Finally, what’s really the purpose of the site? If what you want is a private organization of corporate bloggers so you can share your knowledge, learn from each other, etc., great. Establish the organization and get the hell on with it. If it’s to be a closed-door operation, that’s wonderful, but why do you erect a big honkin’ neon sigh out front announcing that there’s a private meeting going on inside. That kind of opens you up to the charge of self-importance, doesn’t it?

If you answer that it’s a recruiting site, I’m fine with that, too. And at this moment in time, a week after launch, it does look and act like a brochure site and the contact page lets you inquire about joining. But that wasn’t the impression the site conveyed a week ago.

When all is said and done The Blog Council got flogged for setting an interactive Web 2.0 expectation and delivering a one-way Web 1.0 product. Having ample experience with corporate communication and marketing organizations of all shapes and sizes I have some suspicions about how and why this might have happened, but they really don’t matter. For the most part no one thinks what the Council is doing is a particularly bad idea, and I can’t argue with what the site looks like now.

But Jake (and the rest who are defending them against the unwashed Visigoth onslaught), please don’t bust our chops for taking them at their word.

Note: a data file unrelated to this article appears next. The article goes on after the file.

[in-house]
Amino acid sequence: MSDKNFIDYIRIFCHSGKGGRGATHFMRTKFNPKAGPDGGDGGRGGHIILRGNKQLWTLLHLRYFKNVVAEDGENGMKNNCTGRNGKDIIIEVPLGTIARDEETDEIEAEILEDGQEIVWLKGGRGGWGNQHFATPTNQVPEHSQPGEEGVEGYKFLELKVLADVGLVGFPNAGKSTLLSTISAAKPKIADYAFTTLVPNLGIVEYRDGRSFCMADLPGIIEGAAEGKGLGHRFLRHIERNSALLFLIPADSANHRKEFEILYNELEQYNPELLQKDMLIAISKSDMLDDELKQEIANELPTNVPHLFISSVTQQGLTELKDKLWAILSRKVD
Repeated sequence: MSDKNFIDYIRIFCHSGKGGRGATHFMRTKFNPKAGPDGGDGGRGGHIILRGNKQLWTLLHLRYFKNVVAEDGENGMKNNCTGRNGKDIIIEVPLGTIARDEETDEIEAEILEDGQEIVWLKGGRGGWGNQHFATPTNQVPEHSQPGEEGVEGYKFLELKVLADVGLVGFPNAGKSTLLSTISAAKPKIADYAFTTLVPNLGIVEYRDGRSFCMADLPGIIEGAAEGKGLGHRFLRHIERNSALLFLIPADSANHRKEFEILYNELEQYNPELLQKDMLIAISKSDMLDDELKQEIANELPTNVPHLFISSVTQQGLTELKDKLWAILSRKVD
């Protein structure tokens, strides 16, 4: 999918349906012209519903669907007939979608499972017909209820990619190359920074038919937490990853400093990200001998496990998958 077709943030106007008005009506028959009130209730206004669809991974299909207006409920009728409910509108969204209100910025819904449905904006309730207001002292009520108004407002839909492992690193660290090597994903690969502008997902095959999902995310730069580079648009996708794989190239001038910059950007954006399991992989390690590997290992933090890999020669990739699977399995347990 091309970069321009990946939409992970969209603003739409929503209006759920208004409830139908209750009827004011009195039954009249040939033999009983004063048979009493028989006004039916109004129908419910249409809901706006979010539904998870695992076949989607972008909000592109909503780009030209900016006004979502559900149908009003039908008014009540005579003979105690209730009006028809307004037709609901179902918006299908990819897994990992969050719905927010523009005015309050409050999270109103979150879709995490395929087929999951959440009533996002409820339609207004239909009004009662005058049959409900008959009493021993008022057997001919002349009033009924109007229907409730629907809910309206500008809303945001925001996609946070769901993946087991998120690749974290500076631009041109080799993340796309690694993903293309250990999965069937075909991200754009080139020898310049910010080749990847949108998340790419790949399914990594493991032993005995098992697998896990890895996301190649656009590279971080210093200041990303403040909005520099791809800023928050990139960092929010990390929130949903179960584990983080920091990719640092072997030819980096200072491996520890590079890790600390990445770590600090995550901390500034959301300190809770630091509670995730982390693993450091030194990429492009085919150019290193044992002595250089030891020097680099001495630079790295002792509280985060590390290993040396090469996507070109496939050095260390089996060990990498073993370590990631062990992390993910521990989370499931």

10 comments on “Upon reflection: was I too hard on The Blog Council?

  1. Agreed; nicely put. I would love to see them succeed, really. I’d love to see the few members who have actually done well with blogging mentoring other members. I would love to see a (free?) whitepaper on the best practices in corporate blogging. But that’s not what we’ve seen thus far. (I do still hope for the future, though!)

  2. First off, thanks for the discussion! I always love a good debate :)

    So a few responses:

    1. I don’t think that the issue bloggers had was simply the fact that they didn’t have a blog at launch or that the design of their site positioned itself as a blog. It’s revisionist history to believe that that was the case. Look at statements that were actually made, such as this one from Dave Taylor:

    “My translation: ‘we’re all clueless, but don’t want anyone to realize just how unplugged our organizations have become from the world of ‘marketing 2.0′, so we created a club so our ignorance can be shielded from public eyes.’”

    That hardly sounds like what you said above: “I said, quite explicitly, that I thought it was a great idea in concept, and most of the other folks piling on say the same thing.”

    If you look at Twitter, and a wider range of blogs, you’ll see that bloggers were jumping ugly for a vast number of reasons – everything from the way they announced (of if they even should), to the private nature of the group, to the name, to the members, to the need for such a group, to the ability of this group to have any value to the world, to the design of the site itself.

    Now, I do agree that bloggers, a week later, are pulling back from their anger as they have had discussions about the potential value of such an organization. That’s different, however, than never having had the anger in the first place.

    2. Blog without comments isn’t a blog? So Seth Godin’s site isn’t a blog?

    3. I’m not crazy about the way they announced either. The site was rough, and personally I would have liked to have seen a blog there for them. But I can respect both a rough launch (I’ve launched literally hundreds of web sites in the last decade+ and not all of them were “good” launches), and the choice not to blog about an inherently private activity. Whether I agree with their choice doesn’t mean my disagreement should lead to knee jerk anger and name calling…which is what we saw initially in the blogosphere.